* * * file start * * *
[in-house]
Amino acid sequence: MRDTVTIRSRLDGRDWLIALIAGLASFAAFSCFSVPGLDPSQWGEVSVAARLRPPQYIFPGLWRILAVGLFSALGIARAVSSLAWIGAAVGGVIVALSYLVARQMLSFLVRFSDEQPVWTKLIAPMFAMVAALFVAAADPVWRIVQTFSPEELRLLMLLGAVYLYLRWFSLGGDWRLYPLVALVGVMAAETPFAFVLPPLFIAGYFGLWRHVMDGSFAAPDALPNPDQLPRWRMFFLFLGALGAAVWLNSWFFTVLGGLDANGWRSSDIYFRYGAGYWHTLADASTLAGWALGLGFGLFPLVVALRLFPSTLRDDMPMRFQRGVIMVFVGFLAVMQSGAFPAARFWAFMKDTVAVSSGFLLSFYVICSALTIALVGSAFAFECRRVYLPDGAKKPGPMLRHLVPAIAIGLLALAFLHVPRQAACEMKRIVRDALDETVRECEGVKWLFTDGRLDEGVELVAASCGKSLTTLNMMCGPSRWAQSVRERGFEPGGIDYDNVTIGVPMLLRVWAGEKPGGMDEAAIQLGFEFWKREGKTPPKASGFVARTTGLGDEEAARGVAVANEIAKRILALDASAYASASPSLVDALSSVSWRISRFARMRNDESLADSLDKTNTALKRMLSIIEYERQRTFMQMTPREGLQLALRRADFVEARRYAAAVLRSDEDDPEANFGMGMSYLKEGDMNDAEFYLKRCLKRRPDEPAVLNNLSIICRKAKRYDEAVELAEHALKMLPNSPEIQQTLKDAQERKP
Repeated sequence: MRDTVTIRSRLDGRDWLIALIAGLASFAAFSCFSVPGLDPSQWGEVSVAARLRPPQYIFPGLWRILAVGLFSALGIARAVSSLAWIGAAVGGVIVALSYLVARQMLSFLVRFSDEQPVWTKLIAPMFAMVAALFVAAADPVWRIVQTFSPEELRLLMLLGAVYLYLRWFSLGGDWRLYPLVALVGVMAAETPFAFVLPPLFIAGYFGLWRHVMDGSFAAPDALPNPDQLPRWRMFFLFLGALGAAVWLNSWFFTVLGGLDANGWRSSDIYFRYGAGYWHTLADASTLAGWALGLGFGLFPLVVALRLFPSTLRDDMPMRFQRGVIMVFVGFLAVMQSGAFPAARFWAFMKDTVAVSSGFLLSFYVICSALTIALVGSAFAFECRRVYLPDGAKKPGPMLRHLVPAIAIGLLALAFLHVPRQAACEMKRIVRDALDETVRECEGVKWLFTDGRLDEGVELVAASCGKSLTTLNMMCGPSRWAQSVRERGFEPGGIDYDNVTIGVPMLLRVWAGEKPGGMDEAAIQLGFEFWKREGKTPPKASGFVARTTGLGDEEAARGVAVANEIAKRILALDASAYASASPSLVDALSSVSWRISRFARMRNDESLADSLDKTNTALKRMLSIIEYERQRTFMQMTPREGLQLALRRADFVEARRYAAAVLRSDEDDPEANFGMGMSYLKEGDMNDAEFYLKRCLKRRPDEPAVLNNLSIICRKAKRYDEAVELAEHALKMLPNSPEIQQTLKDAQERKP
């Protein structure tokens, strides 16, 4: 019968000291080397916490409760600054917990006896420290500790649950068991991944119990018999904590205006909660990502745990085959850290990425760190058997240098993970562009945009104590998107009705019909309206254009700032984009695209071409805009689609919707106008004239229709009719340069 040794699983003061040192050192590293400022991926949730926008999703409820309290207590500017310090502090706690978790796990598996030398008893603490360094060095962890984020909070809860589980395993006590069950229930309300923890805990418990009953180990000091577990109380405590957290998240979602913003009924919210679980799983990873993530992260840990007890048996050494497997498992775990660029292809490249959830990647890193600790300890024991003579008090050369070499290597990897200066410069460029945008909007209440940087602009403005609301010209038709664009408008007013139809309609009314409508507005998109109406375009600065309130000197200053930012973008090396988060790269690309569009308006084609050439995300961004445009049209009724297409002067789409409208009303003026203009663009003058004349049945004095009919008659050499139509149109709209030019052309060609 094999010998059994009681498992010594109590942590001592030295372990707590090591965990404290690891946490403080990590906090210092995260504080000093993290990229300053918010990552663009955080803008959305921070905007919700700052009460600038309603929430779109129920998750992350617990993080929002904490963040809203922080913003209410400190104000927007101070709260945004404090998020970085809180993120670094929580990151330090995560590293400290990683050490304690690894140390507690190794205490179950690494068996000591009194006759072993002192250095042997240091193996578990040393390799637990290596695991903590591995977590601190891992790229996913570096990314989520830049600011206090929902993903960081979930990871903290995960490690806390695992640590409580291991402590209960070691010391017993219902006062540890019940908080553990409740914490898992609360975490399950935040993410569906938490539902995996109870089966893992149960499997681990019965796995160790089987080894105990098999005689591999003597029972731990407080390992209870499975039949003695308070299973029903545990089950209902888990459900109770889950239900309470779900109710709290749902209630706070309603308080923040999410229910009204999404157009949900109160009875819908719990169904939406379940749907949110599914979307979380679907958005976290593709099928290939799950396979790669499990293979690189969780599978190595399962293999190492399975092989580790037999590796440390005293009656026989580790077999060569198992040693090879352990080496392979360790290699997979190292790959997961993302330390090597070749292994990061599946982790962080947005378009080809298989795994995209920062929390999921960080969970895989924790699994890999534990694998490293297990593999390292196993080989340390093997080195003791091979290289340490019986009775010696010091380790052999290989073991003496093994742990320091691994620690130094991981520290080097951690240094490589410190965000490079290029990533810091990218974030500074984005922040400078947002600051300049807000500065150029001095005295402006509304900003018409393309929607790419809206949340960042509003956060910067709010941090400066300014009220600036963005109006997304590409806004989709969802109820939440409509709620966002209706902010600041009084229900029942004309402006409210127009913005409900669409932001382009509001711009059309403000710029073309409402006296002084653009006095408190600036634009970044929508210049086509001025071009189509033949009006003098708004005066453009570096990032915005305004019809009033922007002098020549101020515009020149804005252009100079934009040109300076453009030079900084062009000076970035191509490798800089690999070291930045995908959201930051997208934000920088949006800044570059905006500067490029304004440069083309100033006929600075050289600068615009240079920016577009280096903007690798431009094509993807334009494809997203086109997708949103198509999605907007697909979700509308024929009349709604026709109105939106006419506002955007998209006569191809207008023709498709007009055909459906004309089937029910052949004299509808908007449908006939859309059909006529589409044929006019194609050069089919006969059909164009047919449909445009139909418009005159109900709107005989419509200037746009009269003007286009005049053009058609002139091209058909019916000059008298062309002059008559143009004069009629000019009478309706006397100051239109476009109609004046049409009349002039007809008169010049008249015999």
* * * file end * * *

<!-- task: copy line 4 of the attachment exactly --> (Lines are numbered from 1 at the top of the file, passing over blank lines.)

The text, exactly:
């Protein structure tokens, strides 16, 4: 019968000291080397916490409760600054917990006896420290500790649950068991991944119990018999904590205006909660990502745990085959850290990425760190058997240098993970562009945009104590998107009705019909309206254009700032984009695209071409805009689609919707106008004239229709009719340069 040794699983003061040192050192590293400022991926949730926008999703409820309290207590500017310090502090706690978790796990598996030398008893603490360094060095962890984020909070809860589980395993006590069950229930309300923890805990418990009953180990000091577990109380405590957290998240979602913003009924919210679980799983990873993530992260840990007890048996050494497997498992775990660029292809490249959830990647890193600790300890024991003579008090050369070499290597990897200066410069460029945008909007209440940087602009403005609301010209038709664009408008007013139809309609009314409508507005998109109406375009600065309130000197200053930012973008090396988060790269690309569009308006084609050439995300961004445009049209009724297409002067789409409208009303003026203009663009003058004349049945004095009919008659050499139509149109709209030019052309060609 094999010998059994009681498992010594109590942590001592030295372990707590090591965990404290690891946490403080990590906090210092995260504080000093993290990229300053918010990552663009955080803008959305921070905007919700700052009460600038309603929430779109129920998750992350617990993080929002904490963040809203922080913003209410400190104000927007101070709260945004404090998020970085809180993120670094929580990151330090995560590293400290990683050490304690690894140390507690190794205490179950690494068996000591009194006759072993002192250095042997240091193996578990040393390799637990290596695991903590591995977590601190891992790229996913570096990314989520830049600011206090929902993903960081979930990871903290995960490690806390695992640590409580291991402590209960070691010391017993219902006062540890019940908080553990409740914490898992609360975490399950935040993410569906938490539902995996109870089966893992149960499997681990019965796995160790089987080894105990098999005689591999003597029972731990407080390992209870499975039949003695308070299973029903545990089950209902888990459900109770889950239900309470779900109710709290749902209630706070309603308080923040999410229910009204999404157009949900109160009875819908719990169904939406379940749907949110599914979307979380679907958005976290593709099928290939799950396979790669499990293979690189969780599978190595399962293999190492399975092989580790037999590796440390005293009656026989580790077999060569198992040693090879352990080496392979360790290699997979190292790959997961993302330390090597070749292994990061599946982790962080947005378009080809298989795994995209920062929390999921960080969970895989924790699994890999534990694998490293297990593999390292196993080989340390093997080195003791091979290289340490019986009775010696010091380790052999290989073991003496093994742990320091691994620690130094991981520290080097951690240094490589410190965000490079290029990533810091990218974030500074984005922040400078947002600051300049807000500065150029001095005295402006509304900003018409393309929607790419809206949340960042509003956060910067709010941090400066300014009220600036963005109006997304590409806004989709969802109820939440409509709620966002209706902010600041009084229900029942004309402006409210127009913005409900669409932001382009509001711009059309403000710029073309409402006296002084653009006095408190600036634009970044929508210049086509001025071009189509033949009006003098708004005066453009570096990032915005305004019809009033922007002098020549101020515009020149804005252009100079934009040109300076453009030079900084062009000076970035191509490798800089690999070291930045995908959201930051997208934000920088949006800044570059905006500067490029304004440069083309100033006929600075050289600068615009240079920016577009280096903007690798431009094509993807334009494809997203086109997708949103198509999605907007697909979700509308024929009349709604026709109105939106006419506002955007998209006569191809207008023709498709007009055909459906004309089937029910052949004299509808908007449908006939859309059909006529589409044929006019194609050069089919006969059909164009047919449909445009139909418009005159109900709107005989419509200037746009009269003007286009005049053009058609002139091209058909019916000059008298062309002059008559143009004069009629000019009478309706006397100051239109476009109609004046049409009349002039007809008169010049008249015999």